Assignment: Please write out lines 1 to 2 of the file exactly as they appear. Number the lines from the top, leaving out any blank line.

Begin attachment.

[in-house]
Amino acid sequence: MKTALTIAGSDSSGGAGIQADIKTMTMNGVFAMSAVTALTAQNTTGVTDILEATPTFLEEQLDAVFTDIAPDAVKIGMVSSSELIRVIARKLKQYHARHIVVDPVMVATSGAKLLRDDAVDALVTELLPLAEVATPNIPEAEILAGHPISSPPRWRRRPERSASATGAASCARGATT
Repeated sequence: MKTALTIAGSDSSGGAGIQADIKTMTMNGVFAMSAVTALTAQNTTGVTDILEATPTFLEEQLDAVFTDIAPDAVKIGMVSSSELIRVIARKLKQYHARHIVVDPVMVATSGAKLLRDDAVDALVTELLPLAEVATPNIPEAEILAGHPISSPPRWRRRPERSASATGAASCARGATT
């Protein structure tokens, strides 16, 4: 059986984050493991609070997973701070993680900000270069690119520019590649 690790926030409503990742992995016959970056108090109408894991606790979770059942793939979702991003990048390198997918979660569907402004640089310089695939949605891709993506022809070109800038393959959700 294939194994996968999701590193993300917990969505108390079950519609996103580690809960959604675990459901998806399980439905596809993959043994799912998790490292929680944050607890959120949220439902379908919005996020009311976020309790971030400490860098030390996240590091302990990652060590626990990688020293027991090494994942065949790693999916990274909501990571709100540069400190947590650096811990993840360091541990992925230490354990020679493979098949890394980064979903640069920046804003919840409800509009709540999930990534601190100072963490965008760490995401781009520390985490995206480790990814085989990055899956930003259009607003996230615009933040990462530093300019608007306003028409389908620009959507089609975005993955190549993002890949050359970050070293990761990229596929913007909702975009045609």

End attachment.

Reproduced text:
[in-house]
Amino acid sequence: MKTALTIAGSDSSGGAGIQADIKTMTMNGVFAMSAVTALTAQNTTGVTDILEATPTFLEEQLDAVFTDIAPDAVKIGMVSSSELIRVIARKLKQYHARHIVVDPVMVATSGAKLLRDDAVDALVTELLPLAEVATPNIPEAEILAGHPISSPPRWRRRPERSASATGAASCARGATT